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Frequently Asked Questions

saskatchewan common law

In Saskatchewan, parties become common law spouses after a period of cohabitation for 2 consecutive years. In some cases, for support purposes, parties can become spouses if they are parents of a child and in “a relationship of some permanence”. These instances are not common, and are fact-dependent.
Collaborative law involves working with the other party to find common ground on one or more issues, as opposed to litigating these disputes through the court system.
Mediation involves working with a third party (usually a trained mediator) to find solutions to outstanding issues. By attempting to mediate issues, parties hope to avoid appearing at court to ask for a remedy.

Divorce

According to the Divorce Act, there are 3 bases for which a divorce is granted: being separated for a year, adultery, or physical or mental cruelty. In practice virtually no divorces are applied for on the basis of adultery or cruelty. The reason for this is that proving these offences is very difficult, and frankly, a waste of resources. Given that divorce in Canada is “no-fault”, parties will be treated the same by the court no matter what the reason for granting the divorce.

IMPORTANT: You will have had to be a resident of Saskatchewan for at least 1 year before applying.

When it comes to support and division of property, no. This policy prevents litigants from spending resources trying to prove behaviour that isn’t relevant to the outcome of their case. In some instances, cruelty may play a factor in the Court’s determination of parenting issues, but this can be addressed during litigation without forming the basis for a divorce? In virtually every single case, the best, most reliable, and by far most affordable means of getting divorced is to wait a year following separation, and file for divorce by consent.
If you live together for a period of longer than 90 days for the purpose of reconciliation, you will need to wait a year from any subsequent separation to apply for divorce on that basis.
You’ll need your marriage certificate, or an original copy from the Registrar of Statistics (E-Health Sask in Saskatchewan). A photocopy will not be valid. Before the Court grants a divorce, it will also need your income information (usually both parties’ most recent tax returns) if you have children, and verification of a plan to ensure the children are sufficiently supported.

Costs

Costs are determined by the Tariff of Costs. The various “Columns” represent the complexity of the Court action. The Court has wide discretion to award costs. In fact, costs may be the most uncertain part of any litigation because they are so discretionary. That being said, in family law matters the successful party is presumptively entitled to costs, and then it is up to the less successful party to rebut that presumption.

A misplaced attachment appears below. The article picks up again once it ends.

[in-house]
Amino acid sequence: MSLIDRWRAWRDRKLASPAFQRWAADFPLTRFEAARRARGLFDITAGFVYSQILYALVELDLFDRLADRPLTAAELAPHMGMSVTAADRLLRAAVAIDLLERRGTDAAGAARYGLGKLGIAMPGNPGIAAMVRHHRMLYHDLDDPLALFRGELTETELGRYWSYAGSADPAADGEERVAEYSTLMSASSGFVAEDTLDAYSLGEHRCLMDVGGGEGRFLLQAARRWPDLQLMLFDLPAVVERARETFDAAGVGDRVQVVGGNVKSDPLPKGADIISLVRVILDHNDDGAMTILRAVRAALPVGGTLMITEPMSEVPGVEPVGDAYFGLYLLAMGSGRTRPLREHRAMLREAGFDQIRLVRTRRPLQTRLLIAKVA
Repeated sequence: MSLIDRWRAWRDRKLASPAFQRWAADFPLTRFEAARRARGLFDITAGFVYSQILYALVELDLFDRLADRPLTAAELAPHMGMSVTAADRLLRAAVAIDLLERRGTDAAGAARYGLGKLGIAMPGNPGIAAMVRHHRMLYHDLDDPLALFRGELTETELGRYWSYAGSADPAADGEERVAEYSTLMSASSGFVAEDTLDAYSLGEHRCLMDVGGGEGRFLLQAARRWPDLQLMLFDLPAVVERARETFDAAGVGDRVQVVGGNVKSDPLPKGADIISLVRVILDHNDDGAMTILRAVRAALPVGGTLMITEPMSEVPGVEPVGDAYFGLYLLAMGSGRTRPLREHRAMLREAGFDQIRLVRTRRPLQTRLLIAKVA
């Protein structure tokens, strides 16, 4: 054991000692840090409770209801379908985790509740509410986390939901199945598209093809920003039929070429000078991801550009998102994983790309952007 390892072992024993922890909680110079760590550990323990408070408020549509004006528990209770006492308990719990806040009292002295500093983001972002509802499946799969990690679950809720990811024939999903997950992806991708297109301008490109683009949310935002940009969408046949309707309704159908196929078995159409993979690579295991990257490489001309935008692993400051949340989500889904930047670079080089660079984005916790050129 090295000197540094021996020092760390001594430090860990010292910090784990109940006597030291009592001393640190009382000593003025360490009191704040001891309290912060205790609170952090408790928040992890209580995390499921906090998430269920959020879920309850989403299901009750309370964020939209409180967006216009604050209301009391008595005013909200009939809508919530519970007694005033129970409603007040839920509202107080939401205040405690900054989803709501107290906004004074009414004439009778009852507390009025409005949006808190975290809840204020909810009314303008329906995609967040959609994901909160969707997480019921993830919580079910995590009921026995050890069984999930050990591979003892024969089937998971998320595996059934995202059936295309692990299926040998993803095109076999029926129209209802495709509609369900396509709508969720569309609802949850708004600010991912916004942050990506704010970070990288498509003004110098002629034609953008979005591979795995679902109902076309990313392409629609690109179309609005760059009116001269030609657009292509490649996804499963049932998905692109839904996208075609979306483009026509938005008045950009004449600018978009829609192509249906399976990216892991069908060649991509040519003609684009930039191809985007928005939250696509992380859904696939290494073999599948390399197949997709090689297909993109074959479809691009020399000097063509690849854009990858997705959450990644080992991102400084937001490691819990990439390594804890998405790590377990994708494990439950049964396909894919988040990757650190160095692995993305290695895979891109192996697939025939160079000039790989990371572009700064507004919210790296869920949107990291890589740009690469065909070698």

In a family law proceeding, the successful party is presumptively entitled to costs for either the application or a full trial. If both parties are marginally successful, the court may apportion courts by a percentage of how successful the parties were.  If costs are awarded after a trial, they can be awarded for the entire life of a file, based on which party brought various applications. Costs are very fact-specific and will depend on your own personal experience. 

Likely not. Even though you may be able to recoup a good percentage of your costs, the Tariff of Costs is not based on lawyer fees. Therefore, a lawyer may charge more than whatever you would be able to recoup form the tariff.  

Likely not. While you may be able to recoup a substantial portion of your costs, you will likely still end up paying out of your own pocket for the litigation, not matter how unreasonable your opposing party may be. 

If the opposing party refuses to pay the costs ordered by the Court, there may be certain court processes that you can use for enforcement. This will depend on your situation, and exactly what costs the opposing party is refusing to pay.   

NEED ASSISTANCE?

(306) 808-2565

Monday – Friday

08:00 – 16:30 CST

Saturday

10:00 – 15:00 CST

CONTACT US

info@evolvelaw.ca

accounting@evolvelaw.ca